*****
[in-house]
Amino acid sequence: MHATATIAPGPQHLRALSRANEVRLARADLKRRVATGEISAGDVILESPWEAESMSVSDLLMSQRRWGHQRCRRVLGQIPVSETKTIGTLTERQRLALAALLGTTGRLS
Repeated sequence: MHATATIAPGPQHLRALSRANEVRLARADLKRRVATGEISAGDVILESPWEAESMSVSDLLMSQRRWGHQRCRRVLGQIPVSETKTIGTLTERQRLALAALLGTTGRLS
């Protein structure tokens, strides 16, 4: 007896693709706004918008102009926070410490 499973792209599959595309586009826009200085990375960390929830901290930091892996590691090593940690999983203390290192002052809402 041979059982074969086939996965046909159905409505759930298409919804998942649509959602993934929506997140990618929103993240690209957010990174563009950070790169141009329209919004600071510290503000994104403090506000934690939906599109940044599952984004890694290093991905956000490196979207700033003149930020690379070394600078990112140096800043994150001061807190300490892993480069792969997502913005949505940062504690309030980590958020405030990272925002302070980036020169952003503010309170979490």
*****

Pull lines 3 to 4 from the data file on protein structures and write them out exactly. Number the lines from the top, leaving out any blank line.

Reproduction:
Repeated sequence: MHATATIAPGPQHLRALSRANEVRLARADLKRRVATGEISAGDVILESPWEAESMSVSDLLMSQRRWGHQRCRRVLGQIPVSETKTIGTLTERQRLALAALLGTTGRLS
């Protein structure tokens, strides 16, 4: 007896693709706004918008102009926070410490 499973792209599959595309586009826009200085990375960390929830901290930091892996590691090593940690999983203390290192002052809402 041979059982074969086939996965046909159905409505759930298409919804998942649509959602993934929506997140990618929103993240690209957010990174563009950070790169141009329209919004600071510290503000994104403090506000934690939906599109940044599952984004890694290093991905956000490196979207700033003149930020690379070394600078990112140096800043994150001061807190300490892993480069792969997502913005949505940062504690309030980590958020405030990272925002302070980036020169952003503010309170979490």